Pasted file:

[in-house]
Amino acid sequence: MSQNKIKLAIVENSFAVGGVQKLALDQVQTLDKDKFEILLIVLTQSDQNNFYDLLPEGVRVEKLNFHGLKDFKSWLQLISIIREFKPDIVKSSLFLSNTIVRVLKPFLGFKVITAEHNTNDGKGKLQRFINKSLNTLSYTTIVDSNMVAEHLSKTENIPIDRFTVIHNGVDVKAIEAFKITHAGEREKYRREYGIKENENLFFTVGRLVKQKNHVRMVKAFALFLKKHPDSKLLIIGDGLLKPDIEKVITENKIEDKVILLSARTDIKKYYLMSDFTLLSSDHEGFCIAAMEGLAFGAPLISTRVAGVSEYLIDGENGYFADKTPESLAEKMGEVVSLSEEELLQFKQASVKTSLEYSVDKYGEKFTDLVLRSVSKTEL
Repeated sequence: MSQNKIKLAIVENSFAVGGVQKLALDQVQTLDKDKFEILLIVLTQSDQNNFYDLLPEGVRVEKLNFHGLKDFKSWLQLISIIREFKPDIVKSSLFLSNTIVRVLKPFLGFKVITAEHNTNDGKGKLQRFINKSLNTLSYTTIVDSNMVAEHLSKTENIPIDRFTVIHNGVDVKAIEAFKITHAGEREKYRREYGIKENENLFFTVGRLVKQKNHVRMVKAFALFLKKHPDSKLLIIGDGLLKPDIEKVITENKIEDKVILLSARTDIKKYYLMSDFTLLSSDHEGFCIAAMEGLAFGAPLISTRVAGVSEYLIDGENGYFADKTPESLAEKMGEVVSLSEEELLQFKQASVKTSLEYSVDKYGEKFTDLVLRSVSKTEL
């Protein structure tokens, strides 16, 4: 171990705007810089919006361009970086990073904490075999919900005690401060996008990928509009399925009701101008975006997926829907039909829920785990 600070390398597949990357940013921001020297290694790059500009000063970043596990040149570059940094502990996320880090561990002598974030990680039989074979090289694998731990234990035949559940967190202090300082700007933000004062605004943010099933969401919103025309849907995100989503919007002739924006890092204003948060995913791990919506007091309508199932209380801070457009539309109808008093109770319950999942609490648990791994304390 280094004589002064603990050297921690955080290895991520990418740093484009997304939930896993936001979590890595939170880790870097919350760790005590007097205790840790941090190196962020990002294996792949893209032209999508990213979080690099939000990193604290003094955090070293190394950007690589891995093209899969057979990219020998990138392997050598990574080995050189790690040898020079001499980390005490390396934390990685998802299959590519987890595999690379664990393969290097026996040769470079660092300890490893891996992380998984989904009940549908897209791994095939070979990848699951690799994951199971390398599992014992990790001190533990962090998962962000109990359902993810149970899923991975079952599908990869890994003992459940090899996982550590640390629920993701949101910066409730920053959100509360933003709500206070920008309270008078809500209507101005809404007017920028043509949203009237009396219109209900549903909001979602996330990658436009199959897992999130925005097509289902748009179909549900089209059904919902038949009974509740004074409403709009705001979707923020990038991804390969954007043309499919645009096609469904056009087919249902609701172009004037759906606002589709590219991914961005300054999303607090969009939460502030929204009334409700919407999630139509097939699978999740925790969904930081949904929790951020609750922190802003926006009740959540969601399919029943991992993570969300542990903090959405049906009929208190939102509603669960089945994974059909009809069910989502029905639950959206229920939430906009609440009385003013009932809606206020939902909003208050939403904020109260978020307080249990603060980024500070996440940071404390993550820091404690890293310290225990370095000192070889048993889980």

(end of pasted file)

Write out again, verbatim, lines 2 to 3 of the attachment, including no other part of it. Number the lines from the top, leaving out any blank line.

Amino acid sequence: MSQNKIKLAIVENSFAVGGVQKLALDQVQTLDKDKFEILLIVLTQSDQNNFYDLLPEGVRVEKLNFHGLKDFKSWLQLISIIREFKPDIVKSSLFLSNTIVRVLKPFLGFKVITAEHNTNDGKGKLQRFINKSLNTLSYTTIVDSNMVAEHLSKTENIPIDRFTVIHNGVDVKAIEAFKITHAGEREKYRREYGIKENENLFFTVGRLVKQKNHVRMVKAFALFLKKHPDSKLLIIGDGLLKPDIEKVITENKIEDKVILLSARTDIKKYYLMSDFTLLSSDHEGFCIAAMEGLAFGAPLISTRVAGVSEYLIDGENGYFADKTPESLAEKMGEVVSLSEEELLQFKQASVKTSLEYSVDKYGEKFTDLVLRSVSKTEL
Repeated sequence: MSQNKIKLAIVENSFAVGGVQKLALDQVQTLDKDKFEILLIVLTQSDQNNFYDLLPEGVRVEKLNFHGLKDFKSWLQLISIIREFKPDIVKSSLFLSNTIVRVLKPFLGFKVITAEHNTNDGKGKLQRFINKSLNTLSYTTIVDSNMVAEHLSKTENIPIDRFTVIHNGVDVKAIEAFKITHAGEREKYRREYGIKENENLFFTVGRLVKQKNHVRMVKAFALFLKKHPDSKLLIIGDGLLKPDIEKVITENKIEDKVILLSARTDIKKYYLMSDFTLLSSDHEGFCIAAMEGLAFGAPLISTRVAGVSEYLIDGENGYFADKTPESLAEKMGEVVSLSEEELLQFKQASVKTSLEYSVDKYGEKFTDLVLRSVSKTEL